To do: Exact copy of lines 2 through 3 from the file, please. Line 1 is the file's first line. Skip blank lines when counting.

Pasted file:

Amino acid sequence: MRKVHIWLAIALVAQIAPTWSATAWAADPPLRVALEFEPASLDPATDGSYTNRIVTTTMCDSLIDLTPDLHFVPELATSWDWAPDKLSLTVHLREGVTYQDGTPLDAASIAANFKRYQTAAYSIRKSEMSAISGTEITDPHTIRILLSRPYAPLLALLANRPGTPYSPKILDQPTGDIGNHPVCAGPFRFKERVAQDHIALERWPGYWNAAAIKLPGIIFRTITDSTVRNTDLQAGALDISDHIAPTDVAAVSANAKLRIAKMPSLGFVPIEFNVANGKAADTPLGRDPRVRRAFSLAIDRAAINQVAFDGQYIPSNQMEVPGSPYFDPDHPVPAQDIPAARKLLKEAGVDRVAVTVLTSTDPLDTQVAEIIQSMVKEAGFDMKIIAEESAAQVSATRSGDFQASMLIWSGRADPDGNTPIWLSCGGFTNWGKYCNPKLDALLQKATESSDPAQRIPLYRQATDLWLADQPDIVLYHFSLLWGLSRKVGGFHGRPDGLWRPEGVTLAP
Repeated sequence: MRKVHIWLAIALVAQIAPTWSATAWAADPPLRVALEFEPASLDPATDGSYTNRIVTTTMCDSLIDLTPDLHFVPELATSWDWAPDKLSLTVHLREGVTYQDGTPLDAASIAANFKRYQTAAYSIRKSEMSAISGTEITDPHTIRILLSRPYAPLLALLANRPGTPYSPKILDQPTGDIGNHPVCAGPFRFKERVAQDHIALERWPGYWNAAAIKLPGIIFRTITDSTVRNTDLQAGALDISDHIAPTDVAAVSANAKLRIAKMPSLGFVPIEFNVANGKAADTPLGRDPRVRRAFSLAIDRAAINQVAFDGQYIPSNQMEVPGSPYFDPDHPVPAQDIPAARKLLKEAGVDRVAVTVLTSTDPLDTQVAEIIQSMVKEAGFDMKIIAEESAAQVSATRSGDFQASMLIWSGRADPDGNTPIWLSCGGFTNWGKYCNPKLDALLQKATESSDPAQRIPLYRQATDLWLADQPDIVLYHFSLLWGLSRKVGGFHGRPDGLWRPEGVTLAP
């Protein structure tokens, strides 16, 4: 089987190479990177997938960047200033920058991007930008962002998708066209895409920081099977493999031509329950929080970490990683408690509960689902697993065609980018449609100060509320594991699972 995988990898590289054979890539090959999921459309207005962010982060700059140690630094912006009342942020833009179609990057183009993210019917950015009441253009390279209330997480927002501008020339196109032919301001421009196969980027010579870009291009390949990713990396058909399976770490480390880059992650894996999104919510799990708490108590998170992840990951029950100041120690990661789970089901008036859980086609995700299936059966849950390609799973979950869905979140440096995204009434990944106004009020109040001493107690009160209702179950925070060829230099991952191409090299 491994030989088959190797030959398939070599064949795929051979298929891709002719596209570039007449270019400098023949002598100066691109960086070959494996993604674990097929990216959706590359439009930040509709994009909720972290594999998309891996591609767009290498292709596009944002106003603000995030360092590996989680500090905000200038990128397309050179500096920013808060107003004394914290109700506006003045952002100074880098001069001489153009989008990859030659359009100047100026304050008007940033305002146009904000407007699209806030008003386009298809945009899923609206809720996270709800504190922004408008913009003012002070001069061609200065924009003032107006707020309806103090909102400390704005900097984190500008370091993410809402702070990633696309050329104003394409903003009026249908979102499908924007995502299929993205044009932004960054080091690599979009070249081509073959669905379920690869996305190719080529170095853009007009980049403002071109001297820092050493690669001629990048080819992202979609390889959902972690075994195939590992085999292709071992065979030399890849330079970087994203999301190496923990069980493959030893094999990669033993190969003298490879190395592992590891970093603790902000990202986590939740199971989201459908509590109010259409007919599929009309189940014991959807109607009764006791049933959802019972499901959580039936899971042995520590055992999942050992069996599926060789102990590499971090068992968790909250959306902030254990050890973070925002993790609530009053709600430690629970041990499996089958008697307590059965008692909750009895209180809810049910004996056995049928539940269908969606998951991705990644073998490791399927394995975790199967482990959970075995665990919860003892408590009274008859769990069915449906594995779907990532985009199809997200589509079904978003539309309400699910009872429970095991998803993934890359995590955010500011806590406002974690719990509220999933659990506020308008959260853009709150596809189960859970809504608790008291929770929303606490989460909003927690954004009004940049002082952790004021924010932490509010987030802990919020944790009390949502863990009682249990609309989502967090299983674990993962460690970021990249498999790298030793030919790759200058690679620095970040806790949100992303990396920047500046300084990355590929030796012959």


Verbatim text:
Repeated sequence: MRKVHIWLAIALVAQIAPTWSATAWAADPPLRVALEFEPASLDPATDGSYTNRIVTTTMCDSLIDLTPDLHFVPELATSWDWAPDKLSLTVHLREGVTYQDGTPLDAASIAANFKRYQTAAYSIRKSEMSAISGTEITDPHTIRILLSRPYAPLLALLANRPGTPYSPKILDQPTGDIGNHPVCAGPFRFKERVAQDHIALERWPGYWNAAAIKLPGIIFRTITDSTVRNTDLQAGALDISDHIAPTDVAAVSANAKLRIAKMPSLGFVPIEFNVANGKAADTPLGRDPRVRRAFSLAIDRAAINQVAFDGQYIPSNQMEVPGSPYFDPDHPVPAQDIPAARKLLKEAGVDRVAVTVLTSTDPLDTQVAEIIQSMVKEAGFDMKIIAEESAAQVSATRSGDFQASMLIWSGRADPDGNTPIWLSCGGFTNWGKYCNPKLDALLQKATESSDPAQRIPLYRQATDLWLADQPDIVLYHFSLLWGLSRKVGGFHGRPDGLWRPEGVTLAP
């Protein structure tokens, strides 16, 4: 089987190479990177997938960047200033920058991007930008962002998708066209895409920081099977493999031509329950929080970490990683408690509960689902697993065609980018449609100060509320594991699972 995988990898590289054979890539090959999921459309207005962010982060700059140690630094912006009342942020833009179609990057183009993210019917950015009441253009390279209330997480927002501008020339196109032919301001421009196969980027010579870009291009390949990713990396058909399976770490480390880059992650894996999104919510799990708490108590998170992840990951029950100041120690990661789970089901008036859980086609995700299936059966849950390609799973979950869905979140440096995204009434990944106004009020109040001493107690009160209702179950925070060829230099991952191409090299 491994030989088959190797030959398939070599064949795929051979298929891709002719596209570039007449270019400098023949002598100066691109960086070959494996993604674990097929990216959706590359439009930040509709994009909720972290594999998309891996591609767009290498292709596009944002106003603000995030360092590996989680500090905000200038990128397309050179500096920013808060107003004394914290109700506006003045952002100074880098001069001489153009989008990859030659359009100047100026304050008007940033305002146009904000407007699209806030008003386009298809945009899923609206809720996270709800504190922004408008913009003012002070001069061609200065924009003032107006707020309806103090909102400390704005900097984190500008370091993410809402702070990633696309050329104003394409903003009026249908979102499908924007995502299929993205044009932004960054080091690599979009070249081509073959669905379920690869996305190719080529170095853009007009980049403002071109001297820092050493690669001629990048080819992202979609390889959902972690075994195939590992085999292709071992065979030399890849330079970087994203999301190496923990069980493959030893094999990669033993190969003298490879190395592992590891970093603790902000990202986590939740199971989201459908509590109010259409007919599929009309189940014991959807109607009764006791049933959802019972499901959580039936899971042995520590055992999942050992069996599926060789102990590499971090068992968790909250959306902030254990050890973070925002993790609530009053709600430690629970041990499996089958008697307590059965008692909750009895209180809810049910004996056995049928539940269908969606998951991705990644073998490791399927394995975790199967482990959970075995665990919860003892408590009274008859769990069915449906594995779907990532985009199809997200589509079904978003539309309400699910009872429970095991998803993934890359995590955010500011806590406002974690719990509220999933659990506020308008959260853009709150596809189960859970809504608790008291929770929303606490989460909003927690954004009004940049002082952790004021924010932490509010987030802990919020944790009390949502863990009682249990609309989502967090299983674990993962460690970021990249498999790298030793030919790759200058690679620095970040806790949100992303990396920047500046300084990355590929030796012959």